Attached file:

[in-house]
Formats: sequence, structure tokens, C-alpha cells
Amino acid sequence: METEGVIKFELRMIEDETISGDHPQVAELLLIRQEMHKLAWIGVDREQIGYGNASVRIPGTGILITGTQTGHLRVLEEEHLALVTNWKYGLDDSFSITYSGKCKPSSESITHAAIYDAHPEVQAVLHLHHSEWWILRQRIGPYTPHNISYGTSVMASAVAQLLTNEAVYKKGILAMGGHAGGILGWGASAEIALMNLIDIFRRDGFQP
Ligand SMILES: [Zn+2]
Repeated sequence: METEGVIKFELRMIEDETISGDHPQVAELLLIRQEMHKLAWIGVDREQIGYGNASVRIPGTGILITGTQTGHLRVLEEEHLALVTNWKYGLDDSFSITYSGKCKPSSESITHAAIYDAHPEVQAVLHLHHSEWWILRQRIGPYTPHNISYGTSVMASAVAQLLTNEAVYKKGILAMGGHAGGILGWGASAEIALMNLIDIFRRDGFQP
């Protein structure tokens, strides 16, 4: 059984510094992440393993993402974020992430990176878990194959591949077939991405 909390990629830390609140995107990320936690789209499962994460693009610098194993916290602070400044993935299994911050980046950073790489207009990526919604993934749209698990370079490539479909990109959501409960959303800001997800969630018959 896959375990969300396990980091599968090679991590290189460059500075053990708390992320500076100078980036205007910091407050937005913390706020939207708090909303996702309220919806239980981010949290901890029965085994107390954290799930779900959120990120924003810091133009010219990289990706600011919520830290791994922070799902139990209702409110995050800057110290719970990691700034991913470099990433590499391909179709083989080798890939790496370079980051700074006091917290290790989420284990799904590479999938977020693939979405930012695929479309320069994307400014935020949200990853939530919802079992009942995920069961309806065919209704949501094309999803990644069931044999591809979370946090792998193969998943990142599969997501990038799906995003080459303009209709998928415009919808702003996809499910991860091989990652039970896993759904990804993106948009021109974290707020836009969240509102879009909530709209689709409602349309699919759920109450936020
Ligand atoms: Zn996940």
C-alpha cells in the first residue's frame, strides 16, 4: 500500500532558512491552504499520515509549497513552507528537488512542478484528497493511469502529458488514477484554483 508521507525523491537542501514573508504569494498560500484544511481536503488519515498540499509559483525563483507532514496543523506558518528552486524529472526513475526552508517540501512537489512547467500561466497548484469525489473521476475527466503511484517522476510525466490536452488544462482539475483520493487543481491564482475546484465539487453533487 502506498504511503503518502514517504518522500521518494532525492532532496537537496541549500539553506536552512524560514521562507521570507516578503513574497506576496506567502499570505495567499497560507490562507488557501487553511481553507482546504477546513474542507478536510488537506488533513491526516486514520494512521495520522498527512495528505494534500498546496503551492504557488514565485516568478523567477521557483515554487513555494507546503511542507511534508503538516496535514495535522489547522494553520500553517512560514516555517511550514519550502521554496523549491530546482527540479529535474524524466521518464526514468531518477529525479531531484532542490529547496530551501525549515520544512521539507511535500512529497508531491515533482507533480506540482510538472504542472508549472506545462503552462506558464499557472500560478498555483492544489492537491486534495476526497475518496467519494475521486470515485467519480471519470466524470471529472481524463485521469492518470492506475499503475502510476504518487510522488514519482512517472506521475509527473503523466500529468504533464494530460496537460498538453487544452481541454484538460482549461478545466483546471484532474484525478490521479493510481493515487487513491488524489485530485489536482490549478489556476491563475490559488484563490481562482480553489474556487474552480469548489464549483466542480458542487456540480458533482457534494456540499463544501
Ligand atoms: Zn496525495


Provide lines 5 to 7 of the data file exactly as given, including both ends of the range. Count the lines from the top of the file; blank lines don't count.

Repeated sequence: METEGVIKFELRMIEDETISGDHPQVAELLLIRQEMHKLAWIGVDREQIGYGNASVRIPGTGILITGTQTGHLRVLEEEHLALVTNWKYGLDDSFSITYSGKCKPSSESITHAAIYDAHPEVQAVLHLHHSEWWILRQRIGPYTPHNISYGTSVMASAVAQLLTNEAVYKKGILAMGGHAGGILGWGASAEIALMNLIDIFRRDGFQP
């Protein structure tokens, strides 16, 4: 059984510094992440393993993402974020992430990176878990194959591949077939991405 909390990629830390609140995107990320936690789209499962994460693009610098194993916290602070400044993935299994911050980046950073790489207009990526919604993934749209698990370079490539479909990109959501409960959303800001997800969630018959 896959375990969300396990980091599968090679991590290189460059500075053990708390992320500076100078980036205007910091407050937005913390706020939207708090909303996702309220919806239980981010949290901890029965085994107390954290799930779900959120990120924003810091133009010219990289990706600011919520830290791994922070799902139990209702409110995050800057110290719970990691700034991913470099990433590499391909179709083989080798890939790496370079980051700074006091917290290790989420284990799904590479999938977020693939979405930012695929479309320069994307400014935020949200990853939530919802079992009942995920069961309806065919209704949501094309999803990644069931044999591809979370946090792998193969998943990142599969997501990038799906995003080459303009209709998928415009919808702003996809499910991860091989990652039970896993759904990804993106948009021109974290707020836009969240509102879009909530709209689709409602349309699919759920109450936020
Ligand atoms: Zn996940």